Friday, December 9, 2011

Nondiscrimination Testing Revisited

Yesterday, I read an article written by David Godofsky of Alston & Bird (a large law firm headquartered in Atlanta) on nondiscrimination testing in 401(k) plans. If you are interested in this topic, I would commend you to read it. It is very well written. It's almost interesting. And, like very few pieces that I have seen on this topic that has been written by an attorney, David gets it right, even the math.

You see, David has an unfair advantage. I'm not sure when he became an attorney, but I do know that he has been an actuary for a really long time. So, unlike most attorneys that I know, he gets the numbers. And, unlike many actuaries, he gets the law.

So much for praise of an attorney. While he gets the technical stuff right and keeps it interesting, I am going to explain to you where David goes wrong. He compares testing to a peanut butter and jelly sandwich, and puts that sandwich in a positive light. I know this will be anathema to many, but peanut butter is the single worst food ever created. It smells bad, it tastes bad, and it has a bad texture. That, by the way, is either opinion or fact, and the early voting returns say it is fact, although I am afraid that opinion may come on strong. In any event, to add to the problem, he doesn't even serve anything to drink with his abomination.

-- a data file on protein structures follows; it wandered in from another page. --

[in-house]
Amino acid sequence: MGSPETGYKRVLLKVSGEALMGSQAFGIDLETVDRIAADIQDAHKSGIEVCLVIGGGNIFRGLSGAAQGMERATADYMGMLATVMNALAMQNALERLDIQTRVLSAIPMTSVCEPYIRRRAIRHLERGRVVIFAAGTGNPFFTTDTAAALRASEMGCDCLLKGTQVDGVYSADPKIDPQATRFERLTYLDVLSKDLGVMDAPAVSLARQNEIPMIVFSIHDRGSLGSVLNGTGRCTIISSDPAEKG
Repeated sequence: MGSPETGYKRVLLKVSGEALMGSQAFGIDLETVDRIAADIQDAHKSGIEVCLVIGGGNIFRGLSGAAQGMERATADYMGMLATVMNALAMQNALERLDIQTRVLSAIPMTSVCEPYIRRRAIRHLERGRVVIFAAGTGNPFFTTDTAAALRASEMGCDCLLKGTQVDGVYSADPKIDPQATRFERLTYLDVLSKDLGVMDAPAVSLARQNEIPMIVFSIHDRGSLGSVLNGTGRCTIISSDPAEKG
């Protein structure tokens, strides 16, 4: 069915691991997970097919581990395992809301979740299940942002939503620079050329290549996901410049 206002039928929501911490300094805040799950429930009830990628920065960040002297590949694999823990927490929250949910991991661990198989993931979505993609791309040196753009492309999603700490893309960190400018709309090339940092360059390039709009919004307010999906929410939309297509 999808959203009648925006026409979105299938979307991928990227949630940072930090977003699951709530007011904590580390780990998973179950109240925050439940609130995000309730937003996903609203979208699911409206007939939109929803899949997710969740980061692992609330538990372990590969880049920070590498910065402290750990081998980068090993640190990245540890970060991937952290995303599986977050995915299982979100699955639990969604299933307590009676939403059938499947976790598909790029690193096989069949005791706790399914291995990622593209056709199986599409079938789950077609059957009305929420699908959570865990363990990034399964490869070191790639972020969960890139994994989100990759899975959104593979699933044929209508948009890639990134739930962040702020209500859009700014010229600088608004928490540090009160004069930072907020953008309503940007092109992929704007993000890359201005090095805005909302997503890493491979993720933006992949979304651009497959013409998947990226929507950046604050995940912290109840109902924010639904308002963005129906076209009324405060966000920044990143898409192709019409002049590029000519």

Retirement plan nondiscrimination is clearly more elegant than that which applies only to 401(k) and similar plans. If Mr. Godofsky is serving PB&J with his testing, the testing that I refer to is more suited to foie gras served with sauternes.

You get the picture? His is packed in a metal lunchbox with Fred and Wilma staring at you. Mine is presented by a trained server and is only for the most discriminating among us. And, oh yeah, mine costs more than his.

Before I move forward, though, I need to warn you that just like foie gras and sauternes, neither most actuaries nor most attorneys understand nondiscrimination testing. I taught this lovely topic for more than ten years, so I saw the misconceptions.